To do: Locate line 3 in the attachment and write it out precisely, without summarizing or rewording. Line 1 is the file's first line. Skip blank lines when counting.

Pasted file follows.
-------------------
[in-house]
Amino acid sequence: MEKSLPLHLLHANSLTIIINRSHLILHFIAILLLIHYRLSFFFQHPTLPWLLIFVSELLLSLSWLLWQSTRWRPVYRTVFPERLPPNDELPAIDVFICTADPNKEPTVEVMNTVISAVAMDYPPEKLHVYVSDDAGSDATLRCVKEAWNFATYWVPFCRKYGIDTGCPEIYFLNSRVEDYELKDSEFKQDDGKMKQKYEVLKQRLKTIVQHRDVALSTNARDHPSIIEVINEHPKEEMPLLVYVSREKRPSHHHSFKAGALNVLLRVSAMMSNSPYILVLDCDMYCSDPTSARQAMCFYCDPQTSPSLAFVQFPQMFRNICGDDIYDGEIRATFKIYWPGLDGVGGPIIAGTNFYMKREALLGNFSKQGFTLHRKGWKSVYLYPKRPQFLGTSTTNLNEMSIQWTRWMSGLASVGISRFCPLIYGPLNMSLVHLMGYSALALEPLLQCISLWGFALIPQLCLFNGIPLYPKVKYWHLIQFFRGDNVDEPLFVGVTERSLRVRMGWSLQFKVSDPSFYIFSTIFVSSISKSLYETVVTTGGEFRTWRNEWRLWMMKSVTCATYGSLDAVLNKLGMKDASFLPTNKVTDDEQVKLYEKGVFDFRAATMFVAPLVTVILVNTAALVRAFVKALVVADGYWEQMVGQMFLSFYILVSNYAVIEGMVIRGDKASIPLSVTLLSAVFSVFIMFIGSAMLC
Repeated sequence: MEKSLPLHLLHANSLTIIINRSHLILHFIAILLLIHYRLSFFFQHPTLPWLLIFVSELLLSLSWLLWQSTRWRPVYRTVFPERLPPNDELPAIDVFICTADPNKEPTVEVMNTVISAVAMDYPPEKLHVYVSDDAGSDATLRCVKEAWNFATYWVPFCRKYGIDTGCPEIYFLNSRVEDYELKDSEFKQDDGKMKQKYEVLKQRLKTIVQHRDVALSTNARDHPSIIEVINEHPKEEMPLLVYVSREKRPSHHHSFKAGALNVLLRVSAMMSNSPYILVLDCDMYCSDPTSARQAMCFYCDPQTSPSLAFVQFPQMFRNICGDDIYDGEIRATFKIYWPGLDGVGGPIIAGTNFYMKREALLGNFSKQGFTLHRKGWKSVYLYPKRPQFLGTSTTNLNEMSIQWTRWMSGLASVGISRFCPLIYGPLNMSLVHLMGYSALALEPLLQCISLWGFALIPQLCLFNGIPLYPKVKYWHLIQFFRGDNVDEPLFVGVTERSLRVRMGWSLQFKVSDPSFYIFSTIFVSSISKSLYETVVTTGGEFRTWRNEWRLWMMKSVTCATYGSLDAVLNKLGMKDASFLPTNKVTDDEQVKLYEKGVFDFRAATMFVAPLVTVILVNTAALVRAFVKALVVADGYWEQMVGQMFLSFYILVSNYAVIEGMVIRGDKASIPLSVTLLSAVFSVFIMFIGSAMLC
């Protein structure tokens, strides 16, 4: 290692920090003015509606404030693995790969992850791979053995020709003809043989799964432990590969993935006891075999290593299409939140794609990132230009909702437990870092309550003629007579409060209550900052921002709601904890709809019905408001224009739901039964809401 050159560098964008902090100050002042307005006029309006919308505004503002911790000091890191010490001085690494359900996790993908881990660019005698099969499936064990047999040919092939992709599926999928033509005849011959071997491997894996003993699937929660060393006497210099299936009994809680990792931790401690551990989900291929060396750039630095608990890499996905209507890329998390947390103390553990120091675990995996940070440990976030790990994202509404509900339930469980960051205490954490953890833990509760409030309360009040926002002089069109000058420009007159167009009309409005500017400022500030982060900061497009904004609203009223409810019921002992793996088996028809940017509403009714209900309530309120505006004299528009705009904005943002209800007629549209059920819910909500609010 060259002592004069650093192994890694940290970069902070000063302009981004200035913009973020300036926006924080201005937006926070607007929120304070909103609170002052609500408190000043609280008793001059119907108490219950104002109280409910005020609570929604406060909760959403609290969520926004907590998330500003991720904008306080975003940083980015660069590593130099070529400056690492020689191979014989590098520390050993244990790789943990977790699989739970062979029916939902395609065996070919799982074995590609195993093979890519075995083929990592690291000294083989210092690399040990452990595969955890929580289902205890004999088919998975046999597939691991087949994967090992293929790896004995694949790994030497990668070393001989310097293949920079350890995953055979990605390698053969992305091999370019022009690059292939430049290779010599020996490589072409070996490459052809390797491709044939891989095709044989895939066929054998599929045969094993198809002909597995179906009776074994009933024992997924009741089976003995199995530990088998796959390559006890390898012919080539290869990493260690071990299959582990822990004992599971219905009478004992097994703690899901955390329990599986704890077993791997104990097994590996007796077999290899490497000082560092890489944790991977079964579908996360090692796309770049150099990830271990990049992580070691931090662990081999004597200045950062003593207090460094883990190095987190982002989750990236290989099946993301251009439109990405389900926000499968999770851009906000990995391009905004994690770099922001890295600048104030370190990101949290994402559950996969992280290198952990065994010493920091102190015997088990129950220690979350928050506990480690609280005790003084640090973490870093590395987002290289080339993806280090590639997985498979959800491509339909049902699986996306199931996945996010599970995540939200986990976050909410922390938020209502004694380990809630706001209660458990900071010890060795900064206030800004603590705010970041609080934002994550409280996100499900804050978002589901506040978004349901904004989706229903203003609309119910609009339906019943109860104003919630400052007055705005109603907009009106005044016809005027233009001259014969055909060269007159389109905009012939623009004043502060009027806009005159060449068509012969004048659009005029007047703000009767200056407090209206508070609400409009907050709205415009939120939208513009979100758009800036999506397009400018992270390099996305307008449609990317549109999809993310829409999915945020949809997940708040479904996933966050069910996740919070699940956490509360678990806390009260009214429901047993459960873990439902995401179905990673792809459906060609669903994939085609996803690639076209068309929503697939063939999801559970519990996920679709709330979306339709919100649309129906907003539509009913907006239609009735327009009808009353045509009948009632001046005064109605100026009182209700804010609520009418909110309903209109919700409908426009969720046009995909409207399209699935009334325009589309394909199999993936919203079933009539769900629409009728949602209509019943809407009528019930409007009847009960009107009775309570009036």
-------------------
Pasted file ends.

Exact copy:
Repeated sequence: MEKSLPLHLLHANSLTIIINRSHLILHFIAILLLIHYRLSFFFQHPTLPWLLIFVSELLLSLSWLLWQSTRWRPVYRTVFPERLPPNDELPAIDVFICTADPNKEPTVEVMNTVISAVAMDYPPEKLHVYVSDDAGSDATLRCVKEAWNFATYWVPFCRKYGIDTGCPEIYFLNSRVEDYELKDSEFKQDDGKMKQKYEVLKQRLKTIVQHRDVALSTNARDHPSIIEVINEHPKEEMPLLVYVSREKRPSHHHSFKAGALNVLLRVSAMMSNSPYILVLDCDMYCSDPTSARQAMCFYCDPQTSPSLAFVQFPQMFRNICGDDIYDGEIRATFKIYWPGLDGVGGPIIAGTNFYMKREALLGNFSKQGFTLHRKGWKSVYLYPKRPQFLGTSTTNLNEMSIQWTRWMSGLASVGISRFCPLIYGPLNMSLVHLMGYSALALEPLLQCISLWGFALIPQLCLFNGIPLYPKVKYWHLIQFFRGDNVDEPLFVGVTERSLRVRMGWSLQFKVSDPSFYIFSTIFVSSISKSLYETVVTTGGEFRTWRNEWRLWMMKSVTCATYGSLDAVLNKLGMKDASFLPTNKVTDDEQVKLYEKGVFDFRAATMFVAPLVTVILVNTAALVRAFVKALVVADGYWEQMVGQMFLSFYILVSNYAVIEGMVIRGDKASIPLSVTLLSAVFSVFIMFIGSAMLC